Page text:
Question HPWC load sharing question

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R H

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#1
I know it’s possible to load share up to 4 HPWC’s on 1 circuit. I also know it’s possible to create a NEMA 14-50 pigtail and connect a HPWC to it and just set the amp limit under 50. I’m wondering if it’s possible to do both.. basically load share 2 HPWCs hooked up to a single NEMA 14-50 and set to a max amperage of under 50? Please don’t respond with ‘why would you want to do that?’, ‘That’s a terrible idea’, ‘You should do this way instead’ etc etc. I have my reasons. I’d just appreciate knowing if this is a possible workable setup.

Thanks a lot for you help.
 

MelindaV

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#2
the WC (Tesla dropped the HP in HPWC around 2016, before you could daisy chain them) doesn't know where the power is coming from. so there should be no reason it could tell the difference if the main unit was hard wired or plugged into a 14-50.
 

GDN

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#4
Agree - it doesn't know or care where the power comes from. If it is shared, just make sure their internal settings are correct telling it what power it has and add the communication wire, the WC should handle the rest.
 

R H

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#7
thanks garsh. good to know. I thought they somehow communicated over the power wires. Now that i’ve actually seen the manual, It’s pretty clearly answers all my question about that.
Some background info for anyone interested. When I had my electrician install my NEMA 14-50 i elected to go with a smaller less expensive conduit from my circuit breaker box that won’t easily be upgraded to 100 amps. it was cheaper and easier to put the 14-50 receptacle at the inside end of the garage, which means i pretty much have to back in (which is what I always did anyway) . I’m now hoping to get a second tesla (which I never imagined doing when i had it installed). wife is not going to want to back in. I really don’t want to deal with an electrician gain if I can avoid it. I think the biggest challenge here will be figuring out how to run a large conduit with both high voltage and low voltage from one end of the garage to the other. I don’t foresee any problems with speed of charging in my current situation with power sharing of 2 WCs and a max of 40 Amps.
I changed my mind, feel free to offer any suggestions that contradict my current (no pun intended) plan.
 

garsh

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#8
I changed my mind, feel free to offer any suggestions that contradict my current (no pun intended) plan.
I think your reasons for sticking with 40 amp charging (80% of 50amp) are sound. The only suggestion I would make is to not put a NEMA 14-50 pigtail on the wall connector. Remove the 14-50 outlet altogether, and wire the circuit directly to the wall connectors.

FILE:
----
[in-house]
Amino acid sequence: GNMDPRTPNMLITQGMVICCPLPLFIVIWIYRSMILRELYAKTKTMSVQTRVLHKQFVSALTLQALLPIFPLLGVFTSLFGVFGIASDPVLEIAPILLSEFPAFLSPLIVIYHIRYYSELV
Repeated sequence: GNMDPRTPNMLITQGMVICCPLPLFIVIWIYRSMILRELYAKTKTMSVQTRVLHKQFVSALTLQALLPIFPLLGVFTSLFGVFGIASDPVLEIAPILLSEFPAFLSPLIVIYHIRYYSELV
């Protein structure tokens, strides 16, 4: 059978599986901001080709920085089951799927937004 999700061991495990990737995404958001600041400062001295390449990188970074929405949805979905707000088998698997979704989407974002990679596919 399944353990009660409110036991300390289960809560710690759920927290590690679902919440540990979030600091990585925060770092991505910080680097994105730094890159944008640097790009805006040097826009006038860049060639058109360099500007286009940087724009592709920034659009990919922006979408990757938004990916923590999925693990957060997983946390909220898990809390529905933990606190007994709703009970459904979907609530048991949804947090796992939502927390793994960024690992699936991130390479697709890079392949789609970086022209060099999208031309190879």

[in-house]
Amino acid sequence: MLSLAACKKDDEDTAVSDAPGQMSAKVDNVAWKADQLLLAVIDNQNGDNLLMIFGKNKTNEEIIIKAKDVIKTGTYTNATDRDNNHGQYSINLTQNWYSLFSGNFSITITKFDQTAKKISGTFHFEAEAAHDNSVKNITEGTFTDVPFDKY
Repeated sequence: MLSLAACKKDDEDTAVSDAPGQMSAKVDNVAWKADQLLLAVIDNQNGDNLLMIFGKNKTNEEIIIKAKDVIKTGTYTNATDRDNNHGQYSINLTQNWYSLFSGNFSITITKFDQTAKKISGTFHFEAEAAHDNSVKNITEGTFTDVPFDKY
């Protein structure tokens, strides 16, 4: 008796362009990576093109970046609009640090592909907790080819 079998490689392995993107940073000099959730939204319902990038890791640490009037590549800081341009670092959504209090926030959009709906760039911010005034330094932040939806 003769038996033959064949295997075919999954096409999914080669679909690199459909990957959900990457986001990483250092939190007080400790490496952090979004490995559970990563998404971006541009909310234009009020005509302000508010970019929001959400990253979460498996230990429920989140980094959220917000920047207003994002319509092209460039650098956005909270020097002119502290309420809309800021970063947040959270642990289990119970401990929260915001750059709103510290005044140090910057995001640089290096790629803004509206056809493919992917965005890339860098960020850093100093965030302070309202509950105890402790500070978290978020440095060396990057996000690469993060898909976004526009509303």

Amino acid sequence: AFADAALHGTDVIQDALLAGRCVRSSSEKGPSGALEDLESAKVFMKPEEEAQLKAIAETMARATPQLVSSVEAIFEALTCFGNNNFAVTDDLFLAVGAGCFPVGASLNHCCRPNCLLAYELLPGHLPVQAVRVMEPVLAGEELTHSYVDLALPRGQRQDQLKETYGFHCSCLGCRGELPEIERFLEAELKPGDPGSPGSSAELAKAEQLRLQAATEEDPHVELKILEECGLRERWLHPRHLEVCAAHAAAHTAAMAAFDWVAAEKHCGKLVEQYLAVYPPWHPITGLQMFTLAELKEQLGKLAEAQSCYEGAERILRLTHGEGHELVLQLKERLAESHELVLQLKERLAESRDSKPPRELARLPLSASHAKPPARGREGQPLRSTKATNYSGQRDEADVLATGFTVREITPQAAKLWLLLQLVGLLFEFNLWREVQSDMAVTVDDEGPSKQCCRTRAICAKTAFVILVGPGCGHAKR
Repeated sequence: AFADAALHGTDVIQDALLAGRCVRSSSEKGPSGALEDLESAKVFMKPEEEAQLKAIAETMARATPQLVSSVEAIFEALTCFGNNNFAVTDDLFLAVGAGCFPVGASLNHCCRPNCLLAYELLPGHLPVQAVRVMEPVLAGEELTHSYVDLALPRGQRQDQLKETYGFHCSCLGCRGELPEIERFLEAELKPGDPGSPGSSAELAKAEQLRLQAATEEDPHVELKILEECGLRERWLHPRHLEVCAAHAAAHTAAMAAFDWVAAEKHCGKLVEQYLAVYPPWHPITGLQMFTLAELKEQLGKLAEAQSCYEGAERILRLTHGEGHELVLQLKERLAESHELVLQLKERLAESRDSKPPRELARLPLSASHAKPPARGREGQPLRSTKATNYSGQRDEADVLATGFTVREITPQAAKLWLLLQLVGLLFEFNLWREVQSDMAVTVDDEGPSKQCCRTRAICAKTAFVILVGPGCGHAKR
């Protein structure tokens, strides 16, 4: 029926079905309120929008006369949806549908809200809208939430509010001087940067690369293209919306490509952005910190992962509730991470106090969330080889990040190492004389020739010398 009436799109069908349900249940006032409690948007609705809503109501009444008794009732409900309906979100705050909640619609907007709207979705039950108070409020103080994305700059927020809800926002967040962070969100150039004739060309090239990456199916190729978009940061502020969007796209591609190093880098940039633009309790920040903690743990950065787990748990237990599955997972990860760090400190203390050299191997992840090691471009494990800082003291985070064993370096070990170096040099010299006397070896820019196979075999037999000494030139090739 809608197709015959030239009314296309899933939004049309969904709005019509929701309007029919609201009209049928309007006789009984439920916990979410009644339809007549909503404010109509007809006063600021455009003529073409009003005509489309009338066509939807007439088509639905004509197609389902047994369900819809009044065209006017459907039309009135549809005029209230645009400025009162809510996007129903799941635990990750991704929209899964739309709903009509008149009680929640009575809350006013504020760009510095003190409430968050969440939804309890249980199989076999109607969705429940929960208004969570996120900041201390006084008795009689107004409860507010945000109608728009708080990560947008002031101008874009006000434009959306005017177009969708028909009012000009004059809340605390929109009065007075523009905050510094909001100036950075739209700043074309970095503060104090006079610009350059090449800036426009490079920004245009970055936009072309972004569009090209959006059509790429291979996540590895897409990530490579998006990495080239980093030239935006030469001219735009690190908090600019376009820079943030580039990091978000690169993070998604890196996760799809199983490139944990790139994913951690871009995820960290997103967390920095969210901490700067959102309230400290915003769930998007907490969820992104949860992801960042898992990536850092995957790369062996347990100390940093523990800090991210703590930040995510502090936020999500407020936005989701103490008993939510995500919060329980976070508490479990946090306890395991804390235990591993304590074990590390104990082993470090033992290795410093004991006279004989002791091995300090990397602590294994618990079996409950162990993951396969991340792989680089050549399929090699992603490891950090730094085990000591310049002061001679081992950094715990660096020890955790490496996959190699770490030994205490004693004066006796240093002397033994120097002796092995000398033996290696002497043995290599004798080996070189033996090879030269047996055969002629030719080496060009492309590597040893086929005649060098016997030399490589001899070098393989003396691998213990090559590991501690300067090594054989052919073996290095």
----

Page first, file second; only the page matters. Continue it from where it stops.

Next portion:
iChris93

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#9
I think the biggest challenge here will be figuring out how to run a large conduit with both high voltage and low voltage from one end of the garage to the other.
Check your local code, but I think most places do not allow for high and low voltage lines to be in the same conduit.
 

TirianW

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#11
You will want to check local code, but usually the low voltage cable does not need to be in a conduit. If you want to put it in one you can, but it is not required it most jurisdictions. And like @iChris93 said, it needs to be a separate conduit if you run it in a conduit. While I don't have two Tesla Wall Chargers, I did run low voltage cable to all my Seimens VersaChargers so I can remotely turn them on and off - the low voltage cable was not put in a conduit, the high voltage cable was.
 

F0ZZ

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#12
Will Cat6 suffice for the low voltage cable? I’m in the middle of a garage reno and I want to run cable to make life easier when we purchase our second Tesla.
 

garsh

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#13
Will Cat6 suffice for the low voltage cable? I’m in the middle of a garage reno and I want to run cable to make life easier when we purchase our second Tesla.
The manual recommends a shielded cable, but I think a twisted pair like cat6 would be fine.
 

F0ZZ

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#16
I don’t think mine is shielded, no foil inside. But you can buy it that way if you have the foresight. I bought too much when I ran wire for my home automation system. I’m looking for jobs to do with it.
 

oshw

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#17
It's a low speed Rd-485/422 network for load sharing. I don't think you'll need shielding.

White shielding on a cable like this, where wwould the shield terminate to? Does the manual day anything about shield termination?
 

TirianW

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#18
I thought CAT6 was twisted and shielded.
It can be, but it is not required to be. There are shielded and unshielded versions of CAT5, CAT6, and CAT6a*. In general, shielded cable is recommended if it will be run parallel and adjacent to power lines for any distance, you would want to connect the drain wire from the shield to ground at one end (but not both ends). For short runs, runs with spacing between the data cables and power lines, or runs where the data and power lines are not parallel then shielding is not required.


* I understand that all CAT7 cable is shielded, but I have not worked with it; also I am not aware of any shielded CAT3 cable.